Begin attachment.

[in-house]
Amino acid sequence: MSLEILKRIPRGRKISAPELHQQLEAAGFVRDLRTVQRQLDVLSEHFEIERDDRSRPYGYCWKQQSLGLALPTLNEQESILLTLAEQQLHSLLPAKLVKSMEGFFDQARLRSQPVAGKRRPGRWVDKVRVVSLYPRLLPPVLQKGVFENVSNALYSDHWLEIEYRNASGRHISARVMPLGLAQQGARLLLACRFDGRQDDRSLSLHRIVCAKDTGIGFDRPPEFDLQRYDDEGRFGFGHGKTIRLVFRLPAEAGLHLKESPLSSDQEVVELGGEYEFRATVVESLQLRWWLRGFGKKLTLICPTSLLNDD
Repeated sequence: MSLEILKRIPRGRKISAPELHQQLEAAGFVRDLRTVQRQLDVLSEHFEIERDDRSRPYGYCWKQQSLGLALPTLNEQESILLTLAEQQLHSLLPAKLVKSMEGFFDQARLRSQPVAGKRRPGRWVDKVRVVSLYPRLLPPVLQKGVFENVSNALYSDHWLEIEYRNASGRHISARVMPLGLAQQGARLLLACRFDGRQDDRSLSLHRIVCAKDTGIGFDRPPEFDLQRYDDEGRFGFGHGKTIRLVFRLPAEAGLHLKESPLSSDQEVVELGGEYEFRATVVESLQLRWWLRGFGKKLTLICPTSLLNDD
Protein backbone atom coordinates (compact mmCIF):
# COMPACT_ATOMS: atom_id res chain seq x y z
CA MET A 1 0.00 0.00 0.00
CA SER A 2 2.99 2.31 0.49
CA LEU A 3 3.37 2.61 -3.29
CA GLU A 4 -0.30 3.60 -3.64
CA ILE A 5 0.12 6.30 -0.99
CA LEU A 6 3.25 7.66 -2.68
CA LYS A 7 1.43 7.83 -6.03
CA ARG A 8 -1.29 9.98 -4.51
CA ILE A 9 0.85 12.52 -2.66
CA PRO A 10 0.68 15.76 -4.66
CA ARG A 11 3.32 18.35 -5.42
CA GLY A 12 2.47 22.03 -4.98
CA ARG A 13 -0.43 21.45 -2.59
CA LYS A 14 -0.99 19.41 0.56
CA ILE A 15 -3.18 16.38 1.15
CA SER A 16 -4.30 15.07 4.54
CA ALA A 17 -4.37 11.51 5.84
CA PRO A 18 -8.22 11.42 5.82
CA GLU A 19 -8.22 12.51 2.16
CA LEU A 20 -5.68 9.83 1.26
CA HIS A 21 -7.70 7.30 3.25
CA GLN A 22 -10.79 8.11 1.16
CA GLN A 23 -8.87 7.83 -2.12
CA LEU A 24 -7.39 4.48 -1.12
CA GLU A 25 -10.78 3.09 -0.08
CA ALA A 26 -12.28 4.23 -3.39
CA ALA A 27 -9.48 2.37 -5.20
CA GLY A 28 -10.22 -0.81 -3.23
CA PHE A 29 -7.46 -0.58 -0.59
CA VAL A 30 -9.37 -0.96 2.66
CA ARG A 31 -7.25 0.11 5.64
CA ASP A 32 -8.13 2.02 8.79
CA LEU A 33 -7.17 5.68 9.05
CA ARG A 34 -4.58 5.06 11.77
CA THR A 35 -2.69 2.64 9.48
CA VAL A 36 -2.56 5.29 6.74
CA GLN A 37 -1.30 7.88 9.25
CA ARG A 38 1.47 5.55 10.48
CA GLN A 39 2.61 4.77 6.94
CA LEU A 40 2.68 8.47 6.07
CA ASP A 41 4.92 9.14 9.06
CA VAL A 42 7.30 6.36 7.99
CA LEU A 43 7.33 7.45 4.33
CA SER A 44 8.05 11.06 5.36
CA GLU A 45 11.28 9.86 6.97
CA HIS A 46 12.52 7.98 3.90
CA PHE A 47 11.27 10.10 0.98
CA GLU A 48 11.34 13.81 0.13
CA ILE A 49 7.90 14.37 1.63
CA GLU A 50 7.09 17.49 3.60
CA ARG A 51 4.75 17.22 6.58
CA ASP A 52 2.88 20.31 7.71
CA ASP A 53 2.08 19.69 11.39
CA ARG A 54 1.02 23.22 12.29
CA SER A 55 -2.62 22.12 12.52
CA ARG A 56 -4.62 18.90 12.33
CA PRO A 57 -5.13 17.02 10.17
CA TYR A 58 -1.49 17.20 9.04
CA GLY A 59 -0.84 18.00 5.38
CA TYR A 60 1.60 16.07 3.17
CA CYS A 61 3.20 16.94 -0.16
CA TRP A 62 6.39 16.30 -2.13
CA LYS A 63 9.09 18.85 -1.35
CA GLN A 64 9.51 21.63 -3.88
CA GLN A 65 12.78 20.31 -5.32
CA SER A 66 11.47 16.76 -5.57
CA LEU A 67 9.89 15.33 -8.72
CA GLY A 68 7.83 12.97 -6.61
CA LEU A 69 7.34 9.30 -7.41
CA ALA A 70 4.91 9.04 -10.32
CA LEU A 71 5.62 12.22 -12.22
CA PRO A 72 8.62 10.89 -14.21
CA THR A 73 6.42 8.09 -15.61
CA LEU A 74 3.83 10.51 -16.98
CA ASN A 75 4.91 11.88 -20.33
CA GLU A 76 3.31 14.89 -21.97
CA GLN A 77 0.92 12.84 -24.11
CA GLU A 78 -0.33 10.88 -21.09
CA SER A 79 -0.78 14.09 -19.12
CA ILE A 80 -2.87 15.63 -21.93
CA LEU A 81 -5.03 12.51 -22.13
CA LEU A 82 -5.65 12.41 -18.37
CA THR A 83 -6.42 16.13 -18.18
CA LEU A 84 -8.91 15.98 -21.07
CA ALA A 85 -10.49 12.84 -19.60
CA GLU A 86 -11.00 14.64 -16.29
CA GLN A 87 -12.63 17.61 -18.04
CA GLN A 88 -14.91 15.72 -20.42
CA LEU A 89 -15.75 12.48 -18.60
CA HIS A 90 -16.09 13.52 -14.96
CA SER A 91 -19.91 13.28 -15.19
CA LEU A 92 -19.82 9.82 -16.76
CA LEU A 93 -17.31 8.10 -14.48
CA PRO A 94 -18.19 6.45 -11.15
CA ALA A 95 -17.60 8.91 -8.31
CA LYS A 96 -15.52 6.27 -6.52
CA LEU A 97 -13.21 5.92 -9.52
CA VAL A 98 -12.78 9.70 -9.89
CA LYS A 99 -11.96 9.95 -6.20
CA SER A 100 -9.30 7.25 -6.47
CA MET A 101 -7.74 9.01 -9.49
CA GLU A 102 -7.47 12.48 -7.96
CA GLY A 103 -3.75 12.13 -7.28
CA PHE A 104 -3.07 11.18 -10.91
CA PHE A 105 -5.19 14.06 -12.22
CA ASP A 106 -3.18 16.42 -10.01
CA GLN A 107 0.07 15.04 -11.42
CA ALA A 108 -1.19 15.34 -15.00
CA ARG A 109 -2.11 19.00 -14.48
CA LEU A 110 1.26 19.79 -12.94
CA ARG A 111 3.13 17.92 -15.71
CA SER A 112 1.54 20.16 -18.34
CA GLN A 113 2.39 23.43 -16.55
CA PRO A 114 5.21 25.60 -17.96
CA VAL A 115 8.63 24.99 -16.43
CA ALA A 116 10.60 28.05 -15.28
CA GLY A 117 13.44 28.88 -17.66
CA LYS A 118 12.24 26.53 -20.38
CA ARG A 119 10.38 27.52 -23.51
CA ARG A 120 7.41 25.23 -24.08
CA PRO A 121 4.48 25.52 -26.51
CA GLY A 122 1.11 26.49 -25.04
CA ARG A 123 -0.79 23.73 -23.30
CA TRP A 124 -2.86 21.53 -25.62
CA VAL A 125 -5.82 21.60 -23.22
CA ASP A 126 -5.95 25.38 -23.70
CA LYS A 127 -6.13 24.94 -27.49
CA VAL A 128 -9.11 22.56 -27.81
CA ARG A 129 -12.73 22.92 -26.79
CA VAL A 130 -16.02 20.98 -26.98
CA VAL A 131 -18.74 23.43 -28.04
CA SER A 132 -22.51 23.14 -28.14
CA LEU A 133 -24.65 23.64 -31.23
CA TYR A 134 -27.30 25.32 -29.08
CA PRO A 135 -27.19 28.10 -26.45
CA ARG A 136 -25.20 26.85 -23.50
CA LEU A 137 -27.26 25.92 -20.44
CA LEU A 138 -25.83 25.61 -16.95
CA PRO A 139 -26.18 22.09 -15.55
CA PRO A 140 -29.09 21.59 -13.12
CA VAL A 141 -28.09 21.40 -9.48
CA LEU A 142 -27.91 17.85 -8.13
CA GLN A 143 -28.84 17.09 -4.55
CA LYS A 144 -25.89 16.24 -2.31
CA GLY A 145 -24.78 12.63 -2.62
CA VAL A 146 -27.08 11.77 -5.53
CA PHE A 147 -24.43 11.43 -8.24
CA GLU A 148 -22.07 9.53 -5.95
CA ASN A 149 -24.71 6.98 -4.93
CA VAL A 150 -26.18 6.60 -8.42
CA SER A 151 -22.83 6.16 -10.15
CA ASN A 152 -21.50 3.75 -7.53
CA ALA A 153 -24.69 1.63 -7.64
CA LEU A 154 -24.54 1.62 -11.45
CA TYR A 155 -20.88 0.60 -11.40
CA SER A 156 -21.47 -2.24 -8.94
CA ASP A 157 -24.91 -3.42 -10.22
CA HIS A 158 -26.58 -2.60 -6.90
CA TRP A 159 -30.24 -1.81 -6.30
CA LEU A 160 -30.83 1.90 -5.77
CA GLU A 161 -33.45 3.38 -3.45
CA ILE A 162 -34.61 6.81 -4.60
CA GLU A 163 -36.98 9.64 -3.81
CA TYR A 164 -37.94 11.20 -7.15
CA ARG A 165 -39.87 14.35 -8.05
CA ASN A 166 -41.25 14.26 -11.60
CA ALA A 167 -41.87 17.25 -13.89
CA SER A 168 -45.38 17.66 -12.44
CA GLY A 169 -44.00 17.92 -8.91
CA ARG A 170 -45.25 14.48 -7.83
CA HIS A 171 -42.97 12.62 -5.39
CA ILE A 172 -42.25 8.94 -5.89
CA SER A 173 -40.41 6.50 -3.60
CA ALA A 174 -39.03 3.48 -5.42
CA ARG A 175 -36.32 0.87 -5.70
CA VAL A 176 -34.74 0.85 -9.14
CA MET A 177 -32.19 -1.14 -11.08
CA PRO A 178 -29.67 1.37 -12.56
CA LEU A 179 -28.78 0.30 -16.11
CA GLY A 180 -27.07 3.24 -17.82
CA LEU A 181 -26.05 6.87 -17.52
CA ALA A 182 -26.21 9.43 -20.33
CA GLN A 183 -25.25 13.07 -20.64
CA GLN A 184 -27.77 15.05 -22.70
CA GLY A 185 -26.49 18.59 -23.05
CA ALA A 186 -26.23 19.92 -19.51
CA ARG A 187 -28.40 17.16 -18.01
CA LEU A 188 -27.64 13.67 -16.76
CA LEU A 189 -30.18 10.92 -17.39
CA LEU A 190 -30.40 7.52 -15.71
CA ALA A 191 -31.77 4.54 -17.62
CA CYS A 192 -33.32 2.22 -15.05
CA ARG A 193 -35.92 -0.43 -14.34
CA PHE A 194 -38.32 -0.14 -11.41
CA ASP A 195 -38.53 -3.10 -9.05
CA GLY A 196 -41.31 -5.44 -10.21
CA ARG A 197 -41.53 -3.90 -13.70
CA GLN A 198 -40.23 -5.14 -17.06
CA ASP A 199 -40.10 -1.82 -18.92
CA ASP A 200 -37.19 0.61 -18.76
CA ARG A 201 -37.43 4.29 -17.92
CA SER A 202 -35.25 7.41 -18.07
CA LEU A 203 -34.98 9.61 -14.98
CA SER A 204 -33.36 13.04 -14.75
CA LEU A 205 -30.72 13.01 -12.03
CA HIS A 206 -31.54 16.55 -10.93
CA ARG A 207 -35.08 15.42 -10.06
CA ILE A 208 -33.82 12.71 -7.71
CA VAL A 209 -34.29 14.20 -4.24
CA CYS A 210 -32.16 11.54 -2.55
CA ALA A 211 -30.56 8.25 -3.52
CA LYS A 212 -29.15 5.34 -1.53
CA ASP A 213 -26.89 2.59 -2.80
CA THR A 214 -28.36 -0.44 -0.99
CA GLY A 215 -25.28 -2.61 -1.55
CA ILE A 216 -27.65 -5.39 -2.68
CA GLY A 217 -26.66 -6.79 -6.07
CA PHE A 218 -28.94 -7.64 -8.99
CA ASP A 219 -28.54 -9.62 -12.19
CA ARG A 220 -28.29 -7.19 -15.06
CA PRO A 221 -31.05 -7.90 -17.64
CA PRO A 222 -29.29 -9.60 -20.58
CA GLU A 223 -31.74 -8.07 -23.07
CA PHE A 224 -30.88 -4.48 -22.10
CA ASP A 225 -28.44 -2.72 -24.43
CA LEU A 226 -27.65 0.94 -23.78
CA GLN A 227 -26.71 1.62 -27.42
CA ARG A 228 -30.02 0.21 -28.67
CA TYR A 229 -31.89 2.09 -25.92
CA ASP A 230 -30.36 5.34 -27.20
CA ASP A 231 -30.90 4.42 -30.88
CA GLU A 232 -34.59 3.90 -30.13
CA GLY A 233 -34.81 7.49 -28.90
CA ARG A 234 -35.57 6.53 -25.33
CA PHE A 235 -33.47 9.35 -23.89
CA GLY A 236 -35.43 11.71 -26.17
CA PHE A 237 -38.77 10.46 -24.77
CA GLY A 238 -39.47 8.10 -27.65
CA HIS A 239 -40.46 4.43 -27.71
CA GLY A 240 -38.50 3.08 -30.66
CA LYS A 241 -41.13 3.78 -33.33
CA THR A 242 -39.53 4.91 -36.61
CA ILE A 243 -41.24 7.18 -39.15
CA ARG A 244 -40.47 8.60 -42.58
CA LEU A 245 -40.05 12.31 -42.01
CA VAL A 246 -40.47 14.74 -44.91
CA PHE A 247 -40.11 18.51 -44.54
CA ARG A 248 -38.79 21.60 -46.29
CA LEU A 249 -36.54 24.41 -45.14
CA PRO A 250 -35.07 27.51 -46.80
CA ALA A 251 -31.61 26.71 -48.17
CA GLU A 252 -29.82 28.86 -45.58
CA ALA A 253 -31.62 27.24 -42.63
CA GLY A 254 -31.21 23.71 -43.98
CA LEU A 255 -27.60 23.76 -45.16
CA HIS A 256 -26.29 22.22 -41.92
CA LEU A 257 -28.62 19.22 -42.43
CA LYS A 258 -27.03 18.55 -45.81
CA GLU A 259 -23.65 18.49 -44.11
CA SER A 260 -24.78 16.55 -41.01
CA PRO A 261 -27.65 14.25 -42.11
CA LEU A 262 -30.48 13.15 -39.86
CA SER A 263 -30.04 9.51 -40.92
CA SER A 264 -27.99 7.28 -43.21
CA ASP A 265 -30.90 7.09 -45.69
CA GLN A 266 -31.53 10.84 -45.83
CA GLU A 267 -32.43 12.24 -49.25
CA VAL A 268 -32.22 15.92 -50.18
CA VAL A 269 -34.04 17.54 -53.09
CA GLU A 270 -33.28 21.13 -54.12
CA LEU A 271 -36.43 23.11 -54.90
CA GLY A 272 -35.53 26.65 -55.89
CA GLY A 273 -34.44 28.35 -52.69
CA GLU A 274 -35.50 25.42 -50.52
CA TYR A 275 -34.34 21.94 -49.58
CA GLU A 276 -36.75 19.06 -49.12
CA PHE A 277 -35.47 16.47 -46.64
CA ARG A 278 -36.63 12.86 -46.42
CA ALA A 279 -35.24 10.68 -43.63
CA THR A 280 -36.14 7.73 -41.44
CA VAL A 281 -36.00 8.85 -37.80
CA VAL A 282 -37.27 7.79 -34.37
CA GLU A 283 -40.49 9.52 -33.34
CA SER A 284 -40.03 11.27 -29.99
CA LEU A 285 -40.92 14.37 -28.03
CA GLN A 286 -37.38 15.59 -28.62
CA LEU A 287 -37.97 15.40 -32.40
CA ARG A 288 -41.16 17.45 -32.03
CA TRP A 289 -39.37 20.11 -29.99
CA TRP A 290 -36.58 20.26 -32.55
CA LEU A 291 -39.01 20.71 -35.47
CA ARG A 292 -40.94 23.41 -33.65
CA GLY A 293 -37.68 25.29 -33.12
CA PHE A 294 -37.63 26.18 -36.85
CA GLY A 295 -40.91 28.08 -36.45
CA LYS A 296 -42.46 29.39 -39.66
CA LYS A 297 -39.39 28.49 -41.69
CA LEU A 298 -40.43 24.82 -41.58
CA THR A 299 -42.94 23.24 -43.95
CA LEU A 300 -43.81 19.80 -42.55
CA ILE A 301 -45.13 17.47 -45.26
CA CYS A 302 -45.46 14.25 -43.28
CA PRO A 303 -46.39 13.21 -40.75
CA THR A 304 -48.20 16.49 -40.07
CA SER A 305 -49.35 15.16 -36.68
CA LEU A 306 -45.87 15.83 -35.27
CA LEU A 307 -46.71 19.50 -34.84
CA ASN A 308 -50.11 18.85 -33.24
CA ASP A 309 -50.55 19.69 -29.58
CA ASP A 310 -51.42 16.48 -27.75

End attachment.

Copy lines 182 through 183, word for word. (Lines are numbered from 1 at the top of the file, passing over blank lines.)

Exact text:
CA MET A 177 -32.19 -1.14 -11.08
CA PRO A 178 -29.67 1.37 -12.56